Second Zika case slips by authorities; patient rests

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Second Zika case slips by authorities; patient rests

A second Korean man was found to be infected with the Zika virus, but it took a week after his symptoms showed for him to receive a confirmed diagnosis, according to the Korean Centers for Disease Control and Prevention (CDC) on Wednesday.

This is not unlike the first case of Zika virus infection, found in Korea last month, when the infected patient was allowed to return home even after he had told the doctor that he had come down with a fever after returning from Brazil.

Health authorities have been adopting systems such as the Drug Utilization Review (DUR), as well as policies to ensure that possible Zika infections are reported within 24 hours, but this most recent case indicates that such measures are still ineffective in ensuring immediate diagnosis and response.

The 20-year-old man returned from a five-day trip in the Philippines on April 14. On April 20, he visited a local medical clinic in Nowon District, northern Seoul, after he began to suffer from a fever and chills. The clinic did not suspect him of carrying Zika at the time, according to the Ministry of Health and Welfare.

He then sought medical treatment at Inje University Sanggye Paik Hospital last Saturday, after rashes broke out on his skin. Hospital officials reported him as a possible Zika case that same day.

It was by Monday that the hospital transferred his files and specimens to the Korea National Institute of Health (NIH), operating under the CDC, which confirmed on Wednesday that the man is indeed infected with the Zika virus.

“Since Zika is not a fatal disease,” said an official of the Emergency Response Department of the Health Ministry, “the hospital requested that it ship the specimens on Saturday, and just like any other delivery system in Korea, the package was picked up on Monday, delivered, and the NIH made the final diagnosis on Wednesday.”

The patient had told his doctors he had visited the Philippines, but it is likely the connection to Zika was not immediately made since the Philippines is not an area with active mosquito-borne transmission of the Zika virus, according to the U.S. CDC.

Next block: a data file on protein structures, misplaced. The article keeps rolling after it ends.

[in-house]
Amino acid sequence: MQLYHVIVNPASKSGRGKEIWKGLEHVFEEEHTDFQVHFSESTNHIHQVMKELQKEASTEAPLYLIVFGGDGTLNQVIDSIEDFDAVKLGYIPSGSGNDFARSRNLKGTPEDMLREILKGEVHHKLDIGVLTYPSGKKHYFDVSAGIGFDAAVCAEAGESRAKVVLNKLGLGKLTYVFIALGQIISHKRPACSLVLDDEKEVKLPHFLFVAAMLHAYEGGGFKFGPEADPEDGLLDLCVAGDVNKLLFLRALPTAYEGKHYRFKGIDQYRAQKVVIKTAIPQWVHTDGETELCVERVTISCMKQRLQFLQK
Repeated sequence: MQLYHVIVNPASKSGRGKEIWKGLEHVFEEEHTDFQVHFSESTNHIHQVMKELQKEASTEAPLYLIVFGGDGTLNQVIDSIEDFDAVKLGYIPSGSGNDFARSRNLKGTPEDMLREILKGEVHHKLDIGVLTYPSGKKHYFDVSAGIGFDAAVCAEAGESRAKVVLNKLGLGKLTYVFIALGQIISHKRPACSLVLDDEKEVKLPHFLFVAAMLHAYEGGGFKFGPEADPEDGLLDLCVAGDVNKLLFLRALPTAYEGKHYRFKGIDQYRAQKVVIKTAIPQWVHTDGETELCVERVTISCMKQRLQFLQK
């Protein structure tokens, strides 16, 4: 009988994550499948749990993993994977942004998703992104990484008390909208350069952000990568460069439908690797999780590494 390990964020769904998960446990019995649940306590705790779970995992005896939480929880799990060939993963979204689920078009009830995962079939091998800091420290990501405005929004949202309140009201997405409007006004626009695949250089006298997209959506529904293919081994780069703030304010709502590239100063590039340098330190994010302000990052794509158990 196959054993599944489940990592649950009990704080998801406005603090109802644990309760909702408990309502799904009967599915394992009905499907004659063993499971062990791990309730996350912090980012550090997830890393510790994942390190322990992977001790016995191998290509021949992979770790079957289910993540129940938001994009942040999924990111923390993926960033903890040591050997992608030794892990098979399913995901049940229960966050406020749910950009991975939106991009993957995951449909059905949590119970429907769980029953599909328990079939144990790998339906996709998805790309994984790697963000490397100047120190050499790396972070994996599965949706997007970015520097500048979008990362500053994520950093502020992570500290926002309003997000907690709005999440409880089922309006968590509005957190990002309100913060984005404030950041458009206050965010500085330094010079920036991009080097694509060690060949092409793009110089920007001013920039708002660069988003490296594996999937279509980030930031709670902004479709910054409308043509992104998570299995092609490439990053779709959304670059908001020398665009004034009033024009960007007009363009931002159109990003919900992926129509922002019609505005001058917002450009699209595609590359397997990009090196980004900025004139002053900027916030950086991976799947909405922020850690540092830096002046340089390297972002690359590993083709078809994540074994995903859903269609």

“The DUR system, whereby the doctors can check the country that a patient has recently visited,” the ministry official said, “only shows countries with active Zika transmission.”

The man was scheduled to be discharged on Thursday after being hospitalized for the day at Seoul National University Hospital.

Health authorities came under fire last month for their lack of immediate diagnosis and response regarding Korea’s first Zika virus case.

The Korean CDC reported its first case of a Korean national diagnosed with the Zika virus on March 22.

The man had returned from a 22-day trip to Brazil on March 11.

He first started showing symptoms of the virus when he ran a fever on March 16. He visited a local clinic in Gwangyang, South Jeolla, on March 18, telling the doctor about his trip to Brazil, an area designated as being active with Zika virus transmission, according to the U.S. CDC. Nevertheless, he was allowed to return home.

He revisited the hospital on March 21, suffering from muscle pain. It was only then that the clinic reported his case to authorities, and the NIH diagnosed him with Zika the next day.

According to the U.S. CDC, the Zika virus is primarily transmitted to people through the bite of the Aedes mosquito, which includes the Aedes aegypti and Aedes albopictus.

While the Aedes aegypti mosquito is not found in Korea, the Aedes albopictus mosquito is. However, the likelihood of this Korean mosquito species biting an infected Zika patient and then transferring the virus to another person remains incredibly low because not all bites by infected mosquitoes spread the virus, according to the Ministry of Health and Welfare and the CDC.

They added that from 2013 to 2015, of the total number of mosquitoes found in Korea, only about 1.8 percent are Aedes albopictus mosquitoes.

The Zika virus can be spread by a man to his sex partners, according to the U.S. CDC. It has not been confirmed if it can be spread through blood transfusions, though there have been suspected cases of Zika transmission through blood transfusion in Brazil. According to the U.S. CDC, these cases are being further investigated.

Unlike the Middle East respiratory syndrome, which threw the country into panic last summer, the Zika virus does not spread by human contact, nor is it fatal. It can be treated simply by resting.

BY ESTHER CHUNG [chung.juhee@joongang.co.kr]

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